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One of the most interesting concepts in SystemC TLM-2.0 is the concept of Direct Memory Interface (DMI). I remember when Mentor Graphics introduced Seamless back in the mid-1990's. Many users were impressed with how fast it could run embedded software.
Of course, things have changed a lot in the last fifteen years, but many of the principles of simulation performance are still the same as what I wrote in my now ancient book published in 2004. The biggest impact has been the advancement in processor model performance based on code morphing combined with just-in-time (JIT) compilation to map the target CPU instructions into the instruction set of the host computer. Even though processor models are a lot better, the options to run faster haven't changed.
There are really only two ways to improve simulation speed:
The great feature of Seamless was to simulate less by using backdoor memory accesses to skip simulation of bus transactions (the second way). Cadence Palladium is a successful example of running faster by providing a faster execution engine (the first way).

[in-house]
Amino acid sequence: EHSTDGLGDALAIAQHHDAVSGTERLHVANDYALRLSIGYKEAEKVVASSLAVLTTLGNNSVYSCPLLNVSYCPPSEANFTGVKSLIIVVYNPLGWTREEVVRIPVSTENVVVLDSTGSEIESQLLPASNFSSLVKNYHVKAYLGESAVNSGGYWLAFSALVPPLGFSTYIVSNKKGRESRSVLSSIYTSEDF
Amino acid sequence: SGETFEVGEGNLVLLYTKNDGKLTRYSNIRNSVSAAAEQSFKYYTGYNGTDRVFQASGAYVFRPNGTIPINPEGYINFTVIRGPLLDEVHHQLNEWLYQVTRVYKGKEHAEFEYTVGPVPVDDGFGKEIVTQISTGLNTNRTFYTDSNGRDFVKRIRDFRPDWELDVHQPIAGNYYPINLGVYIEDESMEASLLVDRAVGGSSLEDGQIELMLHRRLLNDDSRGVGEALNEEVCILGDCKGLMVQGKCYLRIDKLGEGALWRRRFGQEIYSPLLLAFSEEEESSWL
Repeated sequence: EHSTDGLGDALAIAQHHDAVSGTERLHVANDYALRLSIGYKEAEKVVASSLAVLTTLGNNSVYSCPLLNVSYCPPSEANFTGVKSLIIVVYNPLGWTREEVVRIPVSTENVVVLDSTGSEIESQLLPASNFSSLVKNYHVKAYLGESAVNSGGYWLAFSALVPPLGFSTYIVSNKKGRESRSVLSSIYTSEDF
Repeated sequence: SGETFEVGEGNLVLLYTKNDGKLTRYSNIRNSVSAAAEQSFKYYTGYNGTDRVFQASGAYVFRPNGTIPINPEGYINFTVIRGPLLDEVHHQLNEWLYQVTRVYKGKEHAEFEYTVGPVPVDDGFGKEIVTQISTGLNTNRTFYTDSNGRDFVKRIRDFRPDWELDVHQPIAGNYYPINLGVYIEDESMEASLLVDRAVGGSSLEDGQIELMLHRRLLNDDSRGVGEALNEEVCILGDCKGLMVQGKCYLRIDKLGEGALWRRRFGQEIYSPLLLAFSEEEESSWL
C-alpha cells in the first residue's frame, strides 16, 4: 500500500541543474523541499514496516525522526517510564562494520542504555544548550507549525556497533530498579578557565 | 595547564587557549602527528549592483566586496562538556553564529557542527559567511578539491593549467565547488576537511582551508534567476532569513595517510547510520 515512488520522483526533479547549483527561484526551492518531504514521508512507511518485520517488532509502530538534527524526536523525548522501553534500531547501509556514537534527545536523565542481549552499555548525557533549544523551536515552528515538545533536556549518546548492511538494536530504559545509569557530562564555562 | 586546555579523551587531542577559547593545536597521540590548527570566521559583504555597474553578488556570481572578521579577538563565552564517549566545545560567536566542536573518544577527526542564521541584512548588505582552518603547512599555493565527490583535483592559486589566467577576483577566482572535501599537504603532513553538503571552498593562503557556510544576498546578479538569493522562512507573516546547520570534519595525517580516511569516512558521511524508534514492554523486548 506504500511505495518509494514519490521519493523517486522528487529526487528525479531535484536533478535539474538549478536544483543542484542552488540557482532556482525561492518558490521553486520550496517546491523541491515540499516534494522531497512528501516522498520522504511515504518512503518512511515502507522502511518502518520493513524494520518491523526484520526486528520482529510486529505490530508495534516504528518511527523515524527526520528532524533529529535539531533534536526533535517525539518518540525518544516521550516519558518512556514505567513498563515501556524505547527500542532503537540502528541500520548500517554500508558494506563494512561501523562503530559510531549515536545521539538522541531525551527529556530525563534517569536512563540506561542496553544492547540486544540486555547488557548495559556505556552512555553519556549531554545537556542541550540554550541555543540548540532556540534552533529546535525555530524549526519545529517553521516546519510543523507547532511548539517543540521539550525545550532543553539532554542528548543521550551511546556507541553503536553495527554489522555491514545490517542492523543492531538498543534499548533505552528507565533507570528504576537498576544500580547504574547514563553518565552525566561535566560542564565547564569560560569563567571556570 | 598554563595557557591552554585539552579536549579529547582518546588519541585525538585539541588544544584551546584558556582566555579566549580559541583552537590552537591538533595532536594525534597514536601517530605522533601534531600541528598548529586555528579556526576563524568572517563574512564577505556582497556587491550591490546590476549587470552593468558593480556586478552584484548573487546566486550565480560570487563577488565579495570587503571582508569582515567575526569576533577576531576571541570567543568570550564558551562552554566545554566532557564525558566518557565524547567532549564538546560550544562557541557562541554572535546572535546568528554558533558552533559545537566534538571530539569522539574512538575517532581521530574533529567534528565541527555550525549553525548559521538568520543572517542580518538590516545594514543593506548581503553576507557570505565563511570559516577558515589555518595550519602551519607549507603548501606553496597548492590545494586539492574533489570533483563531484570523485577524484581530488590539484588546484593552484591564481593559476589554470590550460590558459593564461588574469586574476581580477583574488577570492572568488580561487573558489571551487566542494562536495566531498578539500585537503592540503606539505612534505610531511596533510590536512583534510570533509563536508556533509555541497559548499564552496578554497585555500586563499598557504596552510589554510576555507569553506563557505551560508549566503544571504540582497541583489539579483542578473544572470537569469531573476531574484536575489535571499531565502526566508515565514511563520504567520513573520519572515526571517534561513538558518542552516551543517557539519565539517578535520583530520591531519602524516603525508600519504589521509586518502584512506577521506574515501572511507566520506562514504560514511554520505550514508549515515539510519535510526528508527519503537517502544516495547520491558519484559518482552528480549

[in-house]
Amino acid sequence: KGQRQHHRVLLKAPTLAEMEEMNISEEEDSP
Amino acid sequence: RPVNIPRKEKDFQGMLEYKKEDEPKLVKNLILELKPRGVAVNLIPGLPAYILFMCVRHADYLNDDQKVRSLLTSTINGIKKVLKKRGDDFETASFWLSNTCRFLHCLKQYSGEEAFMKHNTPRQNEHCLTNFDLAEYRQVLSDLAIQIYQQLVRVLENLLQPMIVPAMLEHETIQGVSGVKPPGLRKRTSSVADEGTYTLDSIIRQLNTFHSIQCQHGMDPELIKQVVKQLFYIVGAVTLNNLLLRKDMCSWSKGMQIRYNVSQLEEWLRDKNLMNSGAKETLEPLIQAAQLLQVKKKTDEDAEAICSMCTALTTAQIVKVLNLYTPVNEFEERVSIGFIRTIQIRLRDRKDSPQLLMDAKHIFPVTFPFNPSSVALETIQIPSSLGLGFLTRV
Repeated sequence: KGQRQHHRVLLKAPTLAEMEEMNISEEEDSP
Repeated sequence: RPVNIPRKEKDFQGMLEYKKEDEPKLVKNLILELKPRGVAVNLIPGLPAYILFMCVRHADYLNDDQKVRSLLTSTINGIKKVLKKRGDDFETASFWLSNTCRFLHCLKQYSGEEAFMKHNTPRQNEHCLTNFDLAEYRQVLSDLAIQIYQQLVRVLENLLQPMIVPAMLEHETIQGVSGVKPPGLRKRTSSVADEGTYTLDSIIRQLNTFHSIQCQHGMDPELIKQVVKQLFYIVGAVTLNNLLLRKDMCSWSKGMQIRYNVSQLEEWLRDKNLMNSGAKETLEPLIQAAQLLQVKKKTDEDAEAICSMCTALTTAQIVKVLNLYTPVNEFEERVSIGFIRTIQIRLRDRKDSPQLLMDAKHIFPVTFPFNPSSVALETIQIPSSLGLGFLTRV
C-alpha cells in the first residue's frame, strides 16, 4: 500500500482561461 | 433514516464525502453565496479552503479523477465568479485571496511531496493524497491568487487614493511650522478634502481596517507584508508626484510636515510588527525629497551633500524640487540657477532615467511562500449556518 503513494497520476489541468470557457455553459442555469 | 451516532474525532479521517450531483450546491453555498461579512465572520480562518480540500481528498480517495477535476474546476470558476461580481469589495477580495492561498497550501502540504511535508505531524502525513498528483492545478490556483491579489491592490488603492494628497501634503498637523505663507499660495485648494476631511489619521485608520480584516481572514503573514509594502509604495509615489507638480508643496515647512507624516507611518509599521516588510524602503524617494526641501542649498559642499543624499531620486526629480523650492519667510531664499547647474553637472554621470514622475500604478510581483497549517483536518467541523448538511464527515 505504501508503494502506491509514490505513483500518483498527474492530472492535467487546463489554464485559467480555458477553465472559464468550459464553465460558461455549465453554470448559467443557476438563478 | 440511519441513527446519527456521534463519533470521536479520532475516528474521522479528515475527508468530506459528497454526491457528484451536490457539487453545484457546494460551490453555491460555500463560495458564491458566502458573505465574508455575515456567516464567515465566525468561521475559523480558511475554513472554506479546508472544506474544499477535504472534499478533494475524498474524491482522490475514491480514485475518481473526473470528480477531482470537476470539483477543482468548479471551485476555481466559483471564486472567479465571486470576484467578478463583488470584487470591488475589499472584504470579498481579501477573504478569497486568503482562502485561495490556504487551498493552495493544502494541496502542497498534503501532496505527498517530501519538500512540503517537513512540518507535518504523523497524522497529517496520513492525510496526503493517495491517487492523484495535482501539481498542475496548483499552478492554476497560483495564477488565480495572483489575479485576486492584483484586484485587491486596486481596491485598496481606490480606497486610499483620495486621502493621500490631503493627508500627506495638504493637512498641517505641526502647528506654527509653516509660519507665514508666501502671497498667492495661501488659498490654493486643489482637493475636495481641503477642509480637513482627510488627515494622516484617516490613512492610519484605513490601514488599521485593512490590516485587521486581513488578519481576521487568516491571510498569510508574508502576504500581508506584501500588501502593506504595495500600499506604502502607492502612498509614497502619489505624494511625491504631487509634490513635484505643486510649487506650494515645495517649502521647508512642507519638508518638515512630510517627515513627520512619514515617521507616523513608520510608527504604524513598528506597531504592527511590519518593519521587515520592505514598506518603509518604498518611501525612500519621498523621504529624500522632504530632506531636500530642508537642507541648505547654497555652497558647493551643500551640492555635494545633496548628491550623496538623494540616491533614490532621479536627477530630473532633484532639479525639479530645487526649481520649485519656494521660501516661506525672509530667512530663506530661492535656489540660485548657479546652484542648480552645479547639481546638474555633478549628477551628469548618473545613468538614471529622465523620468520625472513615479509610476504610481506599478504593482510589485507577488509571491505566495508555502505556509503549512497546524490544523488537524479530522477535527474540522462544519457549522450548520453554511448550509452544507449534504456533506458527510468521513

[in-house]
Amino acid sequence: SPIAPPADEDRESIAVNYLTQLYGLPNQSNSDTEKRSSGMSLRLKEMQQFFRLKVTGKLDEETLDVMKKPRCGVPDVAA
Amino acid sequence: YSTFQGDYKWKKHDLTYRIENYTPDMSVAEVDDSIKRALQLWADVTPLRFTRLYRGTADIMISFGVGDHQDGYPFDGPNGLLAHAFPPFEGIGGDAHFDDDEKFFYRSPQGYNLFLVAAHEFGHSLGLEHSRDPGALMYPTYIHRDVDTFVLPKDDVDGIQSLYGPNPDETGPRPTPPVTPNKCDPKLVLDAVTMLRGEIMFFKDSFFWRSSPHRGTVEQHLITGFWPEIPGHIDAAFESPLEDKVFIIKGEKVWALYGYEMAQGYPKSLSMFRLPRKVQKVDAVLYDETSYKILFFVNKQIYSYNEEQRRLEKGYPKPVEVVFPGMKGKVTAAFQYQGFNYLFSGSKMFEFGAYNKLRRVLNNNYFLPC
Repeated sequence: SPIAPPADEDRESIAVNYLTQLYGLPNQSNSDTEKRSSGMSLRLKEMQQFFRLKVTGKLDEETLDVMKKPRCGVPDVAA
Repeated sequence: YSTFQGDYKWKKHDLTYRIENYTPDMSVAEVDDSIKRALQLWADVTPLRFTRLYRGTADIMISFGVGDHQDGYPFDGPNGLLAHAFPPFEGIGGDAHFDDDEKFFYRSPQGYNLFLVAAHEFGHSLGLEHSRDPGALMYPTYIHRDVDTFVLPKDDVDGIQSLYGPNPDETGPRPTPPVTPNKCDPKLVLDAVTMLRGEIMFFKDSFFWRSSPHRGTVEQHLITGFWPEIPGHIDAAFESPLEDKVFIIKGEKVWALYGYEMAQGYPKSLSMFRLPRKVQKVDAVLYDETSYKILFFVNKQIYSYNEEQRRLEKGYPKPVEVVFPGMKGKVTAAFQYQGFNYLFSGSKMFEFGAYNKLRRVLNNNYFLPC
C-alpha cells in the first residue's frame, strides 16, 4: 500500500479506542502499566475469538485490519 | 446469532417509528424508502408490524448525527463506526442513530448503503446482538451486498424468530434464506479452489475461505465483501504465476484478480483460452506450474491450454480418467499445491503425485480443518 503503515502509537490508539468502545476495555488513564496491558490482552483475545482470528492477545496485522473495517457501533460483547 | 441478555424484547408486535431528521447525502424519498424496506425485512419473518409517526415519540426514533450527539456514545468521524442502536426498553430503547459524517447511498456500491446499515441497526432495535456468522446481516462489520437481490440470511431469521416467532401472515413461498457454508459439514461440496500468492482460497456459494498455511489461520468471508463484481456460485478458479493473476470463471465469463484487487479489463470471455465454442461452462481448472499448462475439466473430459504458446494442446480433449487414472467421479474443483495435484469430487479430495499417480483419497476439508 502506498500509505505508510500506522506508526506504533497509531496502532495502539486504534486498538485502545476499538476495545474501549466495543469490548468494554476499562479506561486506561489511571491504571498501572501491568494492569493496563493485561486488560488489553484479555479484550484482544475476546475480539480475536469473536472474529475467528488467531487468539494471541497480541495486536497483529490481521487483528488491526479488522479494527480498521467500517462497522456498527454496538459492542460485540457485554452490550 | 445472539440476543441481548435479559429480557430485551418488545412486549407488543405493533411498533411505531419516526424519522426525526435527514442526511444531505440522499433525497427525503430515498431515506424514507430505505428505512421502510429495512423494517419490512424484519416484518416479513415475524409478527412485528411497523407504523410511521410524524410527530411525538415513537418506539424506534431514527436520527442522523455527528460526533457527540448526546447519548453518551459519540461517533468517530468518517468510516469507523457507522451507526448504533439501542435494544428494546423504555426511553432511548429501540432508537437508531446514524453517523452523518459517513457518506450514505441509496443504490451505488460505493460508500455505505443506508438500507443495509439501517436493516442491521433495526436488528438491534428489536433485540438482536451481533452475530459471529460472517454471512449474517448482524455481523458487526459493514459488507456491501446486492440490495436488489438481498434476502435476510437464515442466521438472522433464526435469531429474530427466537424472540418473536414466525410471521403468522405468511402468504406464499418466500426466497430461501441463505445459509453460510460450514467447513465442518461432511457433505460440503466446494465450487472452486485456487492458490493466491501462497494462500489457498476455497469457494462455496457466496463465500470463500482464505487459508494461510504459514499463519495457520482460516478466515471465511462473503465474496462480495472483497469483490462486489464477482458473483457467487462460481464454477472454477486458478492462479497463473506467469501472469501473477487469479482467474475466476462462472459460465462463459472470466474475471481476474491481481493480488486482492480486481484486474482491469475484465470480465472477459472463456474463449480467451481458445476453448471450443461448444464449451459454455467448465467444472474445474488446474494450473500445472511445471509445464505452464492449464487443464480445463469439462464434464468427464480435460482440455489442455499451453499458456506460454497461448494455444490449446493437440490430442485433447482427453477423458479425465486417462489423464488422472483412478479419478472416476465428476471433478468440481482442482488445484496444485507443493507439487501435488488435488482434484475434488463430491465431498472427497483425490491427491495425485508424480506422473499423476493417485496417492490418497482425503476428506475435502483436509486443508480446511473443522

DMI used with SystemC simulation falls into the category of "run faster by simulating less". It uses direct access to memory data (via pointer dereferences) and avoids the overhead of function calls to retrieve data from memory and peripheral models. In the 1990's, co-verification tools used back door memory accesses to avoid Verilog and VHDL bus transactions. SystemC TLM-2.0 doesn't use detailed bus protocols at the signal level; it uses C++ function calls between models. On the surface, using function calls sounds pretty fast compared to using a signal-based bus model with clock, bus request, grant, address phase, data phase, etc.
One thing I find interesting is the performance advantage of using DMI. Recently, I asked members of a LinkedIn SystemC group to take a guess at the performance difference, with and without DMI, for a SystemC TLM-2.0 virtual platform booting Linux on a quad-core ARM Cortex-A15 design. Unfortunately, there were only two responses posted. One person guessed that using DMI provided a 10,000X performance improvement over no DMI. The other person guessed that the use of DMI improved performance 5X during the Linux boot and then only 2X once the boot was completed and the OS was running applications. That's quite a range of guesses! I concluded more responses are not really needed since they would all probably fall somewhere in between the two actual responses.
The table below shows the results measured using VSP.
With DMI, the simulation runs at a speed in which the simulated time is about equal to the wall clock time. Without DMI, the Linux boot takes more than two hours, even though the models are all created using loosely timed TLM-2.0 with blocking transport calls (b_transport). This makes DMI about 400X faster than using b_transport() calls. Most people I ask under estimate the advantage of DMI, and generally guess that if the simulation boots Linux in about 20 seconds with DMI, then it would take about 10 or 15 minutes with no DMI.